Many patients have asked our administrative staff, “why do I need to update my health history form? Nothing has changed.” So, we asked one of our hygienists, Christina, to help us understand what your health history has to do with your dental visits.
“I’m here to tell you that the information you provide us with on these forms can tell us a lot about your oral health. Your overall health can affect your oral health in many ways, a few of which I will discuss below.
A possible link between periodontal (gum) disease and the risk of heart disease has been studied for many years. Many studies evaluate the inflammatory response the body produces for those with gum disease and the effects this has on the arteries. More recent studies have shown that the bacteria that promotes heart disease is the same bacteria that causes periodontal disease. If you have heart disease, you may be at a higher risk for periodontal disease.
Diabetes can also play a role in gum disease. Research has found that those with poorly controlled diabetes have a higher risk of developing periodontitis or gingivitis than those without diabetes, or with controlled diabetes. Gum disease is caused by a bacterial infection in your gums, and because those with poorly controlled diabetes have a harder time fighting infections, gum health needs to be monitored closely.
Medications that you may take for high blood pressure, depression, anxiety, and even allergies can cause dry mouth. Dry mouth contributes to cavities on the roots of your teeth and can cause discomfort throughout your day. Dry mouth can also lead to more serious oral problems if not treated in a timely manner, such as gingivitis and thrush. Other medications, for example Fosamax used in treating osteoporosis, can cause the mouth to not heal properly after an extraction, causing future oral complications.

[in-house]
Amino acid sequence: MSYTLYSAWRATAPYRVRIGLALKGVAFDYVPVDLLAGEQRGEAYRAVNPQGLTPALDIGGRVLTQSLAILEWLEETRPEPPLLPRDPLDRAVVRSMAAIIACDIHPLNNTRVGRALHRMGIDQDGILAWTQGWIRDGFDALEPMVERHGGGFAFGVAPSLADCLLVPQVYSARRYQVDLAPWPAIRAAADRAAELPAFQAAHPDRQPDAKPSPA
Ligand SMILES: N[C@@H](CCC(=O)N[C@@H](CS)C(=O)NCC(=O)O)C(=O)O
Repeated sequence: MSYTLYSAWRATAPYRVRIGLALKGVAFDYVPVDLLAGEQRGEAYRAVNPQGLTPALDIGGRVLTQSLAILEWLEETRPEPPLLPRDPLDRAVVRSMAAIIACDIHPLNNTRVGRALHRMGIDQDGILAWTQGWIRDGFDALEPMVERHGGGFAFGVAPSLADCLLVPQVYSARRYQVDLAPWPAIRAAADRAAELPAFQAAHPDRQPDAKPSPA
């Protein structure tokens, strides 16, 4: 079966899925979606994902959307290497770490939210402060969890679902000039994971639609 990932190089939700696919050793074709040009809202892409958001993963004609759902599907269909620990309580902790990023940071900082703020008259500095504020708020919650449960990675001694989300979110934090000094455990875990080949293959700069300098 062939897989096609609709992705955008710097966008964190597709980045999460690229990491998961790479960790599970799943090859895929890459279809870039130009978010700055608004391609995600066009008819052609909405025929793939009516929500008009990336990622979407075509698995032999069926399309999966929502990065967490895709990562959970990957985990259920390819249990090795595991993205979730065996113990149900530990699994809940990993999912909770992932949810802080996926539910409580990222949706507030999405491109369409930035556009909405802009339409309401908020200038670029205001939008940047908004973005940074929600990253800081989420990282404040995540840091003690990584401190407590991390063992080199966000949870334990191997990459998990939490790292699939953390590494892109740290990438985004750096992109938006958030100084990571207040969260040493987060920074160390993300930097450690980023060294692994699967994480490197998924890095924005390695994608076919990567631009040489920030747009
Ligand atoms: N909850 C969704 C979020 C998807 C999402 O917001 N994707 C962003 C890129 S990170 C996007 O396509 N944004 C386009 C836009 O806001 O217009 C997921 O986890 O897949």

Updated health histories and current medication lists help us understand your oral health, and provide the treatment that is right for you. If you have any questions about your overall health and how it affects your oral health, please ask us at your next visit!”
American Society for Microbiology. (2014, May 18). Gum disease bacteria may cause heart disease. ScienceDaily. Retrieved July 14, 2014 from www.sciencedaily.com/releases/2014/05/140518164339.htm
Mealey, B. L., D.D.S., M.S. (October 2006). JADA. Vol. 137. Periodontal disease and diabetes: A two-way street. American Dental Association. Retrieved July 14, 2014 from http://www.ada.org/~/media/ADA/Member%20Center/FIles/Perio_diabetes.ashx